# Thread: proof isomorphism implies elementary equivalence

1. ## proof isomorphism implies elementary equivalence

I need to show that if A and B are isomorphic, then A and B are elementarily equivalent with a proof by induction on formulas.
A and B are first-order structures for a first-order language, L.

A and B are isomorphic if there is a bijection h: domain of A -> domain of B such that
h(c^A)=c^B
h(f^A(a1,...,an))=f^B(a1),...,f^B(an)
(a1,...,an) contained in P^A iff (h(a1),...,h(an)) contained in P^B.

I also am given that
Th(A)={psi l A l= psi}
A is logically equivalent to B iff Th(A) =Th(B)
*where Th(A) means the theory of A

2. Originally Posted by nsarocket17
I need to show that if A and B are isomorphic, then A and B are elementarily equivalent with a proof by induction on formulas.

What are you talking about, anyway?? Groups, rings, algebras, vector spaces, over what field or ring, what equivalent, what formulas...what?!

Tonio

3. Hi nsarocket17,

Here are the hints:

First prove this lemma:
Let $\displaystyle L$ be a language and $\displaystyle \mathcal{A}=\langle A,...\rangle$ and $\displaystyle \mathcal{B}=\langle B,...\rangle$ be $\displaystyle L$-structures and let $\displaystyle h:A \rightarrow B$ be a homomorphism. Then for every term $\displaystyle t=t[v_0,...,v_{n-1}]$ and for all elements $\displaystyle a_0,...,a_{n-1}$ of $\displaystyle A$, the following holds: $\displaystyle h(\bar{t}^{\mathcal{A}}[a_0,...,a_{n-1}])=\bar{t}^{\mathcal{B}}[h(a_0),...,h(a_{n-1})]$.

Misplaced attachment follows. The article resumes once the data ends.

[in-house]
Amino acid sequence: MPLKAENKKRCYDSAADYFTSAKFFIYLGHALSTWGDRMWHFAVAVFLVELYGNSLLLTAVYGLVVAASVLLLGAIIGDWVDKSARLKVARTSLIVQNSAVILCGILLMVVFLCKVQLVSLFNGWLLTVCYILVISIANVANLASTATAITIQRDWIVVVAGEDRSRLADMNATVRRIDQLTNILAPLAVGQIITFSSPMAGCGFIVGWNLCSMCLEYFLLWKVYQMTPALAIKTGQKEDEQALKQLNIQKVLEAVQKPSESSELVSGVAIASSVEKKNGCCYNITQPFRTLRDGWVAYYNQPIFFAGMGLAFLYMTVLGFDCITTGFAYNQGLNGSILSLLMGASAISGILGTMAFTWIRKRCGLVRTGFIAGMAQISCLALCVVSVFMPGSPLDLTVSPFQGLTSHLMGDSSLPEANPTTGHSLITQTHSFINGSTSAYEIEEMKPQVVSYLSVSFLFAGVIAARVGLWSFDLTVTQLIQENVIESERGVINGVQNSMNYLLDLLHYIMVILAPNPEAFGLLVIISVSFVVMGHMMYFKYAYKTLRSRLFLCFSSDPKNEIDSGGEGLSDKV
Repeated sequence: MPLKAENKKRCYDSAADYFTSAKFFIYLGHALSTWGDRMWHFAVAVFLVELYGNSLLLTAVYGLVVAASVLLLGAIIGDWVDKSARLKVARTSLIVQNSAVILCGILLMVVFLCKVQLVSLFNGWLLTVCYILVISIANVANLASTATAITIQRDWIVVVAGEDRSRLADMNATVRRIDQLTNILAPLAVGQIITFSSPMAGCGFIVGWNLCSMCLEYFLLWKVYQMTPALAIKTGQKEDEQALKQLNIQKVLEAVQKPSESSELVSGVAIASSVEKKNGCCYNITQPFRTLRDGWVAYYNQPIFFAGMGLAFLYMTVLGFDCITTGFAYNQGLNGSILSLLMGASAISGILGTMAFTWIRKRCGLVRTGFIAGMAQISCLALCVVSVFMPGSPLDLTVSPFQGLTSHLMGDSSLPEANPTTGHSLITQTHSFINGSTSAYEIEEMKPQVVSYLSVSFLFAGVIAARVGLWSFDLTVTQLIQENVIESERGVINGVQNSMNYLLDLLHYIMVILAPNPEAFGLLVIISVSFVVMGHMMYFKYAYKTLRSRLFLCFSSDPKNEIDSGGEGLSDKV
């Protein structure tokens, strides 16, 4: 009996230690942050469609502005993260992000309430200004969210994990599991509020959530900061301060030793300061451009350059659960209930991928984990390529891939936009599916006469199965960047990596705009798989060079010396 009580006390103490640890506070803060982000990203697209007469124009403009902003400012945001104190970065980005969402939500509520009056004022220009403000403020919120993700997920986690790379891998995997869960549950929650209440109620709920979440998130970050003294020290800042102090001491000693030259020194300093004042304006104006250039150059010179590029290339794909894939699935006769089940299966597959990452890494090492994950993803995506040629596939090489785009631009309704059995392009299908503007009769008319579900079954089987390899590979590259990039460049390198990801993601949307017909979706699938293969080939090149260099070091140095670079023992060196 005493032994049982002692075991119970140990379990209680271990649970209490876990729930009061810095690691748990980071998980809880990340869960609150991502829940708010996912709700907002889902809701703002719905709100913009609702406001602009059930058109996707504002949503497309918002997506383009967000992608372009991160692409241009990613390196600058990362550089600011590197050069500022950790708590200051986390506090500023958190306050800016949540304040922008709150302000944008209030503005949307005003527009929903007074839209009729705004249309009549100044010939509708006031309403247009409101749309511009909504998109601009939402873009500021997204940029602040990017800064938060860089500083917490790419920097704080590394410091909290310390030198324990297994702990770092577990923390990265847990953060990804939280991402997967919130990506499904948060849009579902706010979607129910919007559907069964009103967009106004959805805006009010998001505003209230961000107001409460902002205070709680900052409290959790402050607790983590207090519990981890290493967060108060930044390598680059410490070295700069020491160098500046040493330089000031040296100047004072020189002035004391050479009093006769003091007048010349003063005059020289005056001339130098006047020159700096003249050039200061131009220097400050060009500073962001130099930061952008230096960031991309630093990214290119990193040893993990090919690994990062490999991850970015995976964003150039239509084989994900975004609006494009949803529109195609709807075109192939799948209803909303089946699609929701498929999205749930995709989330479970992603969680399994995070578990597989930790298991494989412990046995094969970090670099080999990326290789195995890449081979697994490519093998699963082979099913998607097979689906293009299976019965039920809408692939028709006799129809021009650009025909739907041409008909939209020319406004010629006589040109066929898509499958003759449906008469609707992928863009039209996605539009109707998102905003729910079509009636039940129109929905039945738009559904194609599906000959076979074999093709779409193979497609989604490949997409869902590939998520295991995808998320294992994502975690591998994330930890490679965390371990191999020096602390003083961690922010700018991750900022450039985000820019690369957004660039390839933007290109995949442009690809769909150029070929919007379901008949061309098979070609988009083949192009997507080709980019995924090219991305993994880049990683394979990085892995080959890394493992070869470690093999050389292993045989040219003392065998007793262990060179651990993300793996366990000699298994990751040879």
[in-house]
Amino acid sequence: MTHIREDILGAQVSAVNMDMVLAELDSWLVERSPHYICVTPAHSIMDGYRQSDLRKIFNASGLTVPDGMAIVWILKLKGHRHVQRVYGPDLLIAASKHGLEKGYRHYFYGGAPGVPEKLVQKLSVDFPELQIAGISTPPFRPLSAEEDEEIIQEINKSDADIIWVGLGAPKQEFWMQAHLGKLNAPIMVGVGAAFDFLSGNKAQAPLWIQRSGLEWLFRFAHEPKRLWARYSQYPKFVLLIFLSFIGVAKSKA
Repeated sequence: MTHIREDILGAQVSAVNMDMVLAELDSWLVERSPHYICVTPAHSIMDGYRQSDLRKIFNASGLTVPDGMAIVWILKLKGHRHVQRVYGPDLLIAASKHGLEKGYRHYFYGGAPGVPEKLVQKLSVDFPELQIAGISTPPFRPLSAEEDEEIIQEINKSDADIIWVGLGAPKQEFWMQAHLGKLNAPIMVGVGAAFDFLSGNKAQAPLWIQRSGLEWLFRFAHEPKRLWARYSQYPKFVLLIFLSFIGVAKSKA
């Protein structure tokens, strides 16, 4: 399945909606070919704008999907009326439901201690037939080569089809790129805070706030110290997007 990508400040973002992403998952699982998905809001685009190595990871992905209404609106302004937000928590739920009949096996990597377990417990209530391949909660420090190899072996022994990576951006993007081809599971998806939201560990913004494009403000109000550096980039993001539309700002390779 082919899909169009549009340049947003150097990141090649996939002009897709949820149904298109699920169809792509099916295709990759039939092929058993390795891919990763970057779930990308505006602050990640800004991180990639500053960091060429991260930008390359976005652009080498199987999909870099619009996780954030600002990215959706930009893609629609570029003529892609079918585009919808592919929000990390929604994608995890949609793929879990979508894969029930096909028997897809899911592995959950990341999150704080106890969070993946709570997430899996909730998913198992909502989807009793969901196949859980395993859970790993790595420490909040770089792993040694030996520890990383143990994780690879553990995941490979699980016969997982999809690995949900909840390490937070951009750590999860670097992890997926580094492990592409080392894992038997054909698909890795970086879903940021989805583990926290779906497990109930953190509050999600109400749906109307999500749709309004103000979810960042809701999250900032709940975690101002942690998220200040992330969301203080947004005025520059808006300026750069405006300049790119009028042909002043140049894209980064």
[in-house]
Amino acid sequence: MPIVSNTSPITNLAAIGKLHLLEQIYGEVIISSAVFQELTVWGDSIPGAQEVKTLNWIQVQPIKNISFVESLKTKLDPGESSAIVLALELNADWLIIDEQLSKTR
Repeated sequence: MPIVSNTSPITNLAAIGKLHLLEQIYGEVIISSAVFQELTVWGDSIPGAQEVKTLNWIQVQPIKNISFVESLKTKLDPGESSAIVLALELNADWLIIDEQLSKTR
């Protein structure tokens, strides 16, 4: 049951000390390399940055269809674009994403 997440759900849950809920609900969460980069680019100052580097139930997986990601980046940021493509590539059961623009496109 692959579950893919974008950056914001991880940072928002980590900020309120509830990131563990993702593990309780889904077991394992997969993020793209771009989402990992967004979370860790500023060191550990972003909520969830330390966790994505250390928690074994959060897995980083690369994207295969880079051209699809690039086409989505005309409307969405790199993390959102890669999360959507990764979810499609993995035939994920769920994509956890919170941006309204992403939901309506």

Proof is very easy, by induction on $\displaystyle t$.

What you're trying to prove is then immediate consequence of the following proposition:
Let $\displaystyle L$ be a language and $\displaystyle \mathcal{A}=\langle A,...\rangle$ and $\displaystyle \mathcal{B}=\langle B,...\rangle$ be $\displaystyle L$-structures, let $\displaystyle h:A \rightarrow B$ be an isomorphism, let $\displaystyle F=F[v_0,...,v_{n-1}]$ be a formula of $\displaystyle L$ and let $\displaystyle a_0,...,a_{n-1}$ be elements of $\displaystyle A$. Then $\displaystyle F$ is satisfied in $\displaystyle \mathcal{A}$ by the sequence $\displaystyle (a_0,...,a_{n-1})$ if and only if $\displaystyle F$ is satisfied in $\displaystyle \mathcal{B}$ by sequence $\displaystyle (h(a_0),...,h(a_{n-1}))$.

Proof of the proposition is again very easy, by induction on $\displaystyle F$. If $\displaystyle F$ is atomic you just use that isomorphisms preserve relations and the lemma above. Induction steps for logical connectives and for quantification are more or less straightforward verifications.